We’re halfway there, just six months until the Indy 500.
And in this week’s 4 Questions, CBS4’s Frank Mickens has an exclusive interview with IndyCar boss Mark Miles about his plans to revolutionize the sport.
FRANK: “If you had to just own up to ‘here’s what we really need to get a handle on or improve,’ what are those things?”
MILES: “We want to be really high-level entertainment.”
MILES: “But it’s a very competitive sports marketplace. And we’re competing against the NFL and the NBA and major leagues. So the scale is probably the biggest issue for IndyCar.”
FRANK: “What would you like to see IndyCar look like if you had all the options on the table, you had all the money in the world, you had all the technology in the world?”
MILES: “IndyCar ought to be a place where young, tech savvy, adrenaline-filled kids pay attention that they care about us because we’re an extreme sport because there’s all types of technology and data coming off of cars.”
Miles didn’t discuss it on camera, but he says IndyCar has hired a company to develop an app that would put you on the track during the race–in virtual reality.
You could compete moment by moment with the drivers from your living room, testing your virtual driving skills as you make real time decisions – when to brake, accelerate or turn.
And Miles is ready to break from tradition, with an idea to connect IndyCar to the NFL.
MILES: “It ought to have a defined season which I think should come right after the Super Bowl in this country. All the way into the early part of September. It ought to have a regular pacing of races around the country.”
MILES: “And so we want more fans to be more engaged in more ways. So I think having a platform of competition that is interesting to fans of the future is the key.”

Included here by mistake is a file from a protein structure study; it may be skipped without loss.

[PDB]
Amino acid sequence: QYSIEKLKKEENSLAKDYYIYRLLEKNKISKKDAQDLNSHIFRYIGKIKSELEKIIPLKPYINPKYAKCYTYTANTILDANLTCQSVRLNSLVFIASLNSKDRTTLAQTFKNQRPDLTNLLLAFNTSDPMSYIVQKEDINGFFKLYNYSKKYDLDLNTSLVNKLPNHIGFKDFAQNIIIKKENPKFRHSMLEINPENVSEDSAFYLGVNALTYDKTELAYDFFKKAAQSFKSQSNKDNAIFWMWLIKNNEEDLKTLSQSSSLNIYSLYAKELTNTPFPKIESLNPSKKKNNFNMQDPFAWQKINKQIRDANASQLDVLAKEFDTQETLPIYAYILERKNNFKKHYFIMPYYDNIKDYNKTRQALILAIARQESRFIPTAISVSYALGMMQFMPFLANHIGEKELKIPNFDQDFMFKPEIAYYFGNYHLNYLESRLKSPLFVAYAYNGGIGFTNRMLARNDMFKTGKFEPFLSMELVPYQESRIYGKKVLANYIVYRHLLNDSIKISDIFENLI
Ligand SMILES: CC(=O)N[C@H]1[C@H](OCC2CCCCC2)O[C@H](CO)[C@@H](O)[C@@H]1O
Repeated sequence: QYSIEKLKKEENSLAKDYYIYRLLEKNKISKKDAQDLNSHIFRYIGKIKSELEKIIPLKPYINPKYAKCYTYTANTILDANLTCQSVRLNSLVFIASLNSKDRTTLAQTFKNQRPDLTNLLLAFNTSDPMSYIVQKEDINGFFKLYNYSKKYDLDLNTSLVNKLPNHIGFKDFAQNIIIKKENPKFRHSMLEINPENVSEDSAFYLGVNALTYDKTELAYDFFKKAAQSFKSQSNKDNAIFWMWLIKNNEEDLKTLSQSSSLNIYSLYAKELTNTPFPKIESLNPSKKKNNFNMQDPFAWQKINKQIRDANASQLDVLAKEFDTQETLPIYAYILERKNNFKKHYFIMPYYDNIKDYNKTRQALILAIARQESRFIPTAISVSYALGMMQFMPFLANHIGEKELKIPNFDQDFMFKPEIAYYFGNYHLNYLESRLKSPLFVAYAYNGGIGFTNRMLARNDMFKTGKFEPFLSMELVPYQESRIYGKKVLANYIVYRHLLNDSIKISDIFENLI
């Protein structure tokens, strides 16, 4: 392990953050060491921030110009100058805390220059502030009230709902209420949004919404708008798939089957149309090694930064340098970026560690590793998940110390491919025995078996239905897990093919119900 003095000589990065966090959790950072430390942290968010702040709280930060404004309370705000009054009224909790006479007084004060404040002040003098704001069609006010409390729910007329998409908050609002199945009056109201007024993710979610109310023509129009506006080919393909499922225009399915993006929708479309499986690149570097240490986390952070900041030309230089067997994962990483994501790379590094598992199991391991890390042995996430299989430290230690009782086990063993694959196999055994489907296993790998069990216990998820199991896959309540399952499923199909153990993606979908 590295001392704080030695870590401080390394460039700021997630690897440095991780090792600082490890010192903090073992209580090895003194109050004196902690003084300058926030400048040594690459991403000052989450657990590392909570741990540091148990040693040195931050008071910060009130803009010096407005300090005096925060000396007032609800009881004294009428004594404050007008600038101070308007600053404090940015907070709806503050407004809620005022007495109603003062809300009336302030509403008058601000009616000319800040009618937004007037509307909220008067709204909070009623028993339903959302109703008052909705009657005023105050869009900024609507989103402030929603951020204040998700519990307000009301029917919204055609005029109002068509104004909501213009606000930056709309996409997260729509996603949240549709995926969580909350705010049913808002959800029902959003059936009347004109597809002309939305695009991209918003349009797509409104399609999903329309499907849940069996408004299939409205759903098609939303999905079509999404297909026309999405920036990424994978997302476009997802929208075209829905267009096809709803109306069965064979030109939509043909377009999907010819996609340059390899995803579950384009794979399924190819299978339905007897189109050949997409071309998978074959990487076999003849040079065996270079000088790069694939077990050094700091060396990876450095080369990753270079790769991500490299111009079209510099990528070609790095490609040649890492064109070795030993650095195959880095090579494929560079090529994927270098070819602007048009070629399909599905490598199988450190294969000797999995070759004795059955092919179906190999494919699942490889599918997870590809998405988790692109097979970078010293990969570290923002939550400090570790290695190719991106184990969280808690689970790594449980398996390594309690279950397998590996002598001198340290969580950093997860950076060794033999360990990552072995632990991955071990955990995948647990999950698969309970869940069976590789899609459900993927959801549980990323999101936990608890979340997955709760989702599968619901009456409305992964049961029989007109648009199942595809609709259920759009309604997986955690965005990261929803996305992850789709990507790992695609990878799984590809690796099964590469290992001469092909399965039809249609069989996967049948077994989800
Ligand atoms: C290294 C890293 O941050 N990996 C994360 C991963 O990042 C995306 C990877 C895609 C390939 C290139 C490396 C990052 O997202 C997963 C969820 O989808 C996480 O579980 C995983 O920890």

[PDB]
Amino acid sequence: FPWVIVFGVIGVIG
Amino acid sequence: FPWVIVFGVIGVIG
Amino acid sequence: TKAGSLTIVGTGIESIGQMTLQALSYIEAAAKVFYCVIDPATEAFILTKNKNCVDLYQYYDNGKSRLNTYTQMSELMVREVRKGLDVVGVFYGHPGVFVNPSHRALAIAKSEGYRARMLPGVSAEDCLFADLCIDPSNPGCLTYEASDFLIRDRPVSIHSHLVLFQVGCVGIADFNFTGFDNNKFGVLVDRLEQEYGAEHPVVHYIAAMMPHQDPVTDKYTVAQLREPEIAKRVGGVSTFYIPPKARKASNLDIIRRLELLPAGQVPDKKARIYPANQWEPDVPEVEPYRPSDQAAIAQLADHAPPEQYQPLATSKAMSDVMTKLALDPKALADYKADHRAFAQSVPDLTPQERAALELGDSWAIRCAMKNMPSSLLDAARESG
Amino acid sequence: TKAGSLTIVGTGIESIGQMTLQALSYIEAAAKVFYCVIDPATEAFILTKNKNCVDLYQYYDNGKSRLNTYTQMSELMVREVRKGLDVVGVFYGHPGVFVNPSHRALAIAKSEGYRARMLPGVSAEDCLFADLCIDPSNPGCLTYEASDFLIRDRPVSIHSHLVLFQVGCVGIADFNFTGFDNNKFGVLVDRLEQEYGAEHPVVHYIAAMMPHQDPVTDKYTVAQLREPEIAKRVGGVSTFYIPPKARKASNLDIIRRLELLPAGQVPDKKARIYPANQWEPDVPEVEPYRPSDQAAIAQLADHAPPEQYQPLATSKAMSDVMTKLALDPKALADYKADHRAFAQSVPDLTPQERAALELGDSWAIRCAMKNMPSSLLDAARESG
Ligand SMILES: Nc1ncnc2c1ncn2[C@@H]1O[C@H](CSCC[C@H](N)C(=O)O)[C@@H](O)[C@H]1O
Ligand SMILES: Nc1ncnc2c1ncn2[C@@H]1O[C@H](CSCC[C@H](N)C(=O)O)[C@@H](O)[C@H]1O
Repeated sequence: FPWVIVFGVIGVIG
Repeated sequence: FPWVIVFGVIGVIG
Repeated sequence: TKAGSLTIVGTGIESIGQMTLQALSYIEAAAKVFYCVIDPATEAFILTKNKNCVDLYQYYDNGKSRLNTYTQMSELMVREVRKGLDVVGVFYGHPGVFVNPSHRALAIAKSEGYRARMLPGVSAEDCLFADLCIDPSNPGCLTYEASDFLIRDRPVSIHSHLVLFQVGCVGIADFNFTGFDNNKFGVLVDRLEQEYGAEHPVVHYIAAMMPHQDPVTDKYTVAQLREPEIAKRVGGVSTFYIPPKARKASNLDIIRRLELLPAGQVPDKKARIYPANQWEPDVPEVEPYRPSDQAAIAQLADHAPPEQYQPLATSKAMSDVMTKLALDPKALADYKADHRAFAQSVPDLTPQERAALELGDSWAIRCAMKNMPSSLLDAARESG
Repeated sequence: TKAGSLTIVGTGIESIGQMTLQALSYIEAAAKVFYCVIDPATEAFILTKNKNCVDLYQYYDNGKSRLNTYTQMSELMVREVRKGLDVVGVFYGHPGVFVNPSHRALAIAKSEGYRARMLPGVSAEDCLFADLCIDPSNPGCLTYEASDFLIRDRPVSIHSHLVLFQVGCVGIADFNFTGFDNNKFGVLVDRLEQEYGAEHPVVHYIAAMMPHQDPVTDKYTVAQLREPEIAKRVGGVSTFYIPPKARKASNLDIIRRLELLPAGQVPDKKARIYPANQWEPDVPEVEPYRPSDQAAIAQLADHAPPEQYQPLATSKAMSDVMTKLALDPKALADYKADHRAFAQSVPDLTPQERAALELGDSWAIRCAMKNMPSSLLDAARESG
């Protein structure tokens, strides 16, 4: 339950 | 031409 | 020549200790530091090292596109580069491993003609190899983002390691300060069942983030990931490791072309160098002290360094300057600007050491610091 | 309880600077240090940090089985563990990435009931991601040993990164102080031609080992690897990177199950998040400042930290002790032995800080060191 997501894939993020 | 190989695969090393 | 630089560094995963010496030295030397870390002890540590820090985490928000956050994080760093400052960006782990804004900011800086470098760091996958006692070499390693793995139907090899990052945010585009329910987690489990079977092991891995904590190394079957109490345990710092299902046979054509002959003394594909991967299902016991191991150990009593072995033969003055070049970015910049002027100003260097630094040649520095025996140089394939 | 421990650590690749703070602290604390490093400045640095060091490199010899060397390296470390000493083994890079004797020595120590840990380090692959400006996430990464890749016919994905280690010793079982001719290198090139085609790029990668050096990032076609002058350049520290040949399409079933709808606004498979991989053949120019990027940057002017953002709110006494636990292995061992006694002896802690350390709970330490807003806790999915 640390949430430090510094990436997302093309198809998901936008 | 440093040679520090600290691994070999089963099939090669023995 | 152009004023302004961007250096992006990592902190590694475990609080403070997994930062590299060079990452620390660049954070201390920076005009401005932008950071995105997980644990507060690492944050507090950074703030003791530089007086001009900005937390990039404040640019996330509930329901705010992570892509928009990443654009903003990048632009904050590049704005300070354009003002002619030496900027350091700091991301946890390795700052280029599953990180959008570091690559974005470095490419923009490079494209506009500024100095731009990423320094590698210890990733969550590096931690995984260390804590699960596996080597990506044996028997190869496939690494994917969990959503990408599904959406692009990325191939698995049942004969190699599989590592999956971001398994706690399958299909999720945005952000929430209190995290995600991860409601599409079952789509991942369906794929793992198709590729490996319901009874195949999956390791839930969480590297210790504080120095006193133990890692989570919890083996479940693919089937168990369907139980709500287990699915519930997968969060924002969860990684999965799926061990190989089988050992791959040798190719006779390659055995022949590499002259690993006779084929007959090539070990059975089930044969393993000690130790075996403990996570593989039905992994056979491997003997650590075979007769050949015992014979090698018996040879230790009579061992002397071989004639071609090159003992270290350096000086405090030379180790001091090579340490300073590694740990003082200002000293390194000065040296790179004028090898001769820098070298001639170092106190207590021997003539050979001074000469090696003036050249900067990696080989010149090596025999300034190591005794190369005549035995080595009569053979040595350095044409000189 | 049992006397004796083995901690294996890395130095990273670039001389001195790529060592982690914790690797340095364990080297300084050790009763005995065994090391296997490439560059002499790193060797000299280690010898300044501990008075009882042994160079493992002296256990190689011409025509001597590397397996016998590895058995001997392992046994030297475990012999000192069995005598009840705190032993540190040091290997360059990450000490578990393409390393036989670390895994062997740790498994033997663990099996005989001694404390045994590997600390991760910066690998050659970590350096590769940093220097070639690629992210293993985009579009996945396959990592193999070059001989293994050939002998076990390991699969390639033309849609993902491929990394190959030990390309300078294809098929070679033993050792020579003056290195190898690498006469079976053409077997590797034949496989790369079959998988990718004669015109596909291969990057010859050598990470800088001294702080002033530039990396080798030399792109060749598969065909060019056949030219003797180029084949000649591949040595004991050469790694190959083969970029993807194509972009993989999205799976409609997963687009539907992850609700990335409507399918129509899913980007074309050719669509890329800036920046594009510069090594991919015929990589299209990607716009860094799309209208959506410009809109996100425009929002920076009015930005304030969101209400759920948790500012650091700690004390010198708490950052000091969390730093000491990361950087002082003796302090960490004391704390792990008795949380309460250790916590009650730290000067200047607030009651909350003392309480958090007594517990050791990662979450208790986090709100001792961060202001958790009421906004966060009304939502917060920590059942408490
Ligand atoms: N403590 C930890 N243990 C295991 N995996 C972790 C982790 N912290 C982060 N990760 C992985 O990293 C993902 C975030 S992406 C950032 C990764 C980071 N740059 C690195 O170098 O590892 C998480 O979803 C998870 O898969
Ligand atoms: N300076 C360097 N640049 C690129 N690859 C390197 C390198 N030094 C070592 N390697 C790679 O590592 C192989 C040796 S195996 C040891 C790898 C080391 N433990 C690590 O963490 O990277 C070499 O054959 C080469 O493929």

FRANK: “You mentioned the idea of having street races in major urban cities. Talk about that. Is that something that will happen?”
MILES: “Whether it’s street races or road courses we think over time, we want growth to be in more urban markets. So there are a bunch of new York cities we’re not in. How realistic it is to be in new York, Manhattan or Lakeshore Boulevard in Chicago.”
MILES: “But we definitely see ourselves over time, being in more major U.S. cities.”
FRANK: “You’ve got the NFL and NBA, they’re making billions off of their network deals. Where does that stand for you with TV rights? Because I know you have negotiations going on.”
MILES: “It’s a good question and big opportunity. The current arrangements for everything in the U.S. were made several years ago and are not at market levels today. So there’s certainly an opportunity to grow and it’ll be meaningful growth for us and help get IndyCar in a much better place economically than it’s been in recent history.”
More money, more promotion, more prominence – that’s what Miles wants from IndyCar’s next broadcasting partner.
And that might cut out the NBC Sports Network and end ABC’s 50-years broadcasting the Indy 500.
MILES: “It isn’t going to be NFL-ish or NBA-ish in terms, or NCAA in terms of those kinds of numbers.”
MILES: “But we care about it being helpful economically and it would be that I believe. And ideally, help us engage more fans.”
MILES: “It’s dynamic and complicated but I think still we’ll certainly be in a better place after these next arrangements are made.”